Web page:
Then there’s Gold, which as aforementioned can rise +85% just to reach its current Dollar debasement value. (Remember: given historically such eventually happens, this is not a difficult decision). And although price may languish near-term in post-geopolitical recoil, we don’t expect it to come well off the boil, (on which is has been for nearly a month).
So to Gold’s two-panel graphic we go with the daily bars from three months ago-to-date on the left and 10-day Market Profile on the right. Especially note the baby blue dots of trend consistency. Barring price imminently/rapidly rising, those “Baby Blues” shall cross beneath the key +80% axis: such has occurred twice within the past year resulting in subsequent point drops (within 21 days) of -67 and -20 respectively; and that reasonably aligns with the underlying 1980-1922 support structure noted earlier. Specific to trading support, by the Profile the 1995-1988 zone may be the first to go toward further below:
Turning to Silver, that which seems inevitable for the yellow metal has already happened for the white metal, her “Baby Blues” (at left) having penetrated below the +80% level, as graphically tweeted (@deMeadvillePro) Wednesday evening, (albeit price has yet to let go in being saved by yesterday’s slowing economic inputs). Still, as stated in Thursday’s Prescient Commentary, we can see Silver sliding down toward the 22.18 level. But first by her by her Market Profile (at right), Sister Silver’s last trading bastion of support is 22.95:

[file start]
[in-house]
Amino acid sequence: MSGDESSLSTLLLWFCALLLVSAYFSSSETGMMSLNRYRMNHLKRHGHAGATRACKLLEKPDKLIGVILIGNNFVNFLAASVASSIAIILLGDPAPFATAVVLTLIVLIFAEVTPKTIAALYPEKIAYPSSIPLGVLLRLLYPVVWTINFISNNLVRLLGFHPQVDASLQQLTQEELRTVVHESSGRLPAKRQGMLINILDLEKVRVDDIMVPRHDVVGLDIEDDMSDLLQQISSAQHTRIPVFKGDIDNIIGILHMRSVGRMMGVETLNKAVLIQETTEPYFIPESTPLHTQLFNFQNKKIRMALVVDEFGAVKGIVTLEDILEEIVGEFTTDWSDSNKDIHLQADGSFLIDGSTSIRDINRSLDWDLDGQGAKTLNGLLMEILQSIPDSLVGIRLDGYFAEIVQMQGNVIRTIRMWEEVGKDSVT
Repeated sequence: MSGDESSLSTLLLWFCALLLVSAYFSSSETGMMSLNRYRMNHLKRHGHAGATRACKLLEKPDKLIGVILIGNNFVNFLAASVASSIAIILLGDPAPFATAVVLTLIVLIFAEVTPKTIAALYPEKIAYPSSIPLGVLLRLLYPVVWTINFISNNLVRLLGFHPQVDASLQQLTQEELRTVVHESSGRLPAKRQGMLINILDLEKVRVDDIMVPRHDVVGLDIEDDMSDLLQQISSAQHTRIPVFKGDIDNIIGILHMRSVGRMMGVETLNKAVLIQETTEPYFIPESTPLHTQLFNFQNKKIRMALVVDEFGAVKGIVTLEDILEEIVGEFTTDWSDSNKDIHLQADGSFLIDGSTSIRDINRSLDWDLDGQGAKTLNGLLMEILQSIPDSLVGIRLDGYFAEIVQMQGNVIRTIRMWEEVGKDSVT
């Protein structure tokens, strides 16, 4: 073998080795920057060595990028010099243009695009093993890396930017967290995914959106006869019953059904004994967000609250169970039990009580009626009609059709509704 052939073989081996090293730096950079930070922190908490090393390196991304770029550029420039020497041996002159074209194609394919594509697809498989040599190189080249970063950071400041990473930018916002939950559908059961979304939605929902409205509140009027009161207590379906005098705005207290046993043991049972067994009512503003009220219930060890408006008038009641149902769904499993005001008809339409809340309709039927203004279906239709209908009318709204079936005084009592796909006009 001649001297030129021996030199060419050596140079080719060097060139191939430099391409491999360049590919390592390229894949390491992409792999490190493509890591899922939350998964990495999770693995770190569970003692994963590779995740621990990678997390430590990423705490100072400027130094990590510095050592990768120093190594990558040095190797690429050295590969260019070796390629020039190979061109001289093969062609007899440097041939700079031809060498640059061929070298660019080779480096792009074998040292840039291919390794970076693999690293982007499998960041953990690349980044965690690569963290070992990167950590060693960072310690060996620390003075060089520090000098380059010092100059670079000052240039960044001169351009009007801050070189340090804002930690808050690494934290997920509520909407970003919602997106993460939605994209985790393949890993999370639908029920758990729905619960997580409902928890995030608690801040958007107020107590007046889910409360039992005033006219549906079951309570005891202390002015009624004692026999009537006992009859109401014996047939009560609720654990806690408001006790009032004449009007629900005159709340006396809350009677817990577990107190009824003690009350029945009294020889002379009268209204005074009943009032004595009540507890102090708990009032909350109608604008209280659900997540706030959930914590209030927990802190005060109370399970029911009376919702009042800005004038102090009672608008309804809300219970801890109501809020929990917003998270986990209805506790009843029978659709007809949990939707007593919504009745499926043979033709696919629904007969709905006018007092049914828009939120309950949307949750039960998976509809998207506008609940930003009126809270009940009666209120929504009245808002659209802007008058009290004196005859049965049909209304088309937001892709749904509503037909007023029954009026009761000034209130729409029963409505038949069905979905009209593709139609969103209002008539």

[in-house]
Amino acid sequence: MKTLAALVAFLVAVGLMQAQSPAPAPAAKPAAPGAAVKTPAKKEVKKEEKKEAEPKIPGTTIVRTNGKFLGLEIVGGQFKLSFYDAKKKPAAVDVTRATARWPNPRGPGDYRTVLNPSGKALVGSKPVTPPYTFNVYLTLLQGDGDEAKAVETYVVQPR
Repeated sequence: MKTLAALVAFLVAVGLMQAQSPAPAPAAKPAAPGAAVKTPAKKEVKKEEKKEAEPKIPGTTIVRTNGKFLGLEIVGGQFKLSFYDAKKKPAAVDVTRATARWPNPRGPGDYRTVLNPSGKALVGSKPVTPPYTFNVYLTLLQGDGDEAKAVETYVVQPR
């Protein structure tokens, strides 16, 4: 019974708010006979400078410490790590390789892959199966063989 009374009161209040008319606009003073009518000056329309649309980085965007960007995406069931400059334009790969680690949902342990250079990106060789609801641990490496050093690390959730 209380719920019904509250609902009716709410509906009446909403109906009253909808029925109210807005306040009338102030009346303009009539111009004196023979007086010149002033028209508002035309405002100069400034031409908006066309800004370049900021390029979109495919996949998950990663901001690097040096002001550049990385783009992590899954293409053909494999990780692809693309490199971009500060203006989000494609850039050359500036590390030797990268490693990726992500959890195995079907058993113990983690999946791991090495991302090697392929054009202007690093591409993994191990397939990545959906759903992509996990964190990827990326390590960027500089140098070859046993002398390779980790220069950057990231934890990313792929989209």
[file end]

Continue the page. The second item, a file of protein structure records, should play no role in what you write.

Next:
So with our expectations for Gold getting a post-geopolitical pullback — but still more broadly maintain an uptrend — we’ll wrap it up here with this from the “Is the FinMedia Really Running the Fed? Dept.” To wit:
As you all know, the FOMC per this past Wednesday’s Policy Statement unanimously voted to maintain the Bank’s FedFunds target range as 5.25%-5.50%. But did they really need to have their traditional two-day meeting? After all, we were informed the previous Friday (27 October) by Dow Jones Newswires that:
“Inflation Trends Keep Fed Rate Hikes on Pause–Underlying inflation picked up in September, government data showed, keeping the Federal Reserve on track to hold short-term interest rates steady at its next meeting.”
Therefore: why meet at all? Even as the recent inflation data we herein recounted a week ago clearly justified the Fed raising rates, the FinMedia already had decided “No no, Jerome” and that was that. (One wonders if they have to sign non-disclosure agreements. Just a passing thought…)
Regardless of who’s running the Fed show, pullback or not, don’t pass on Gold!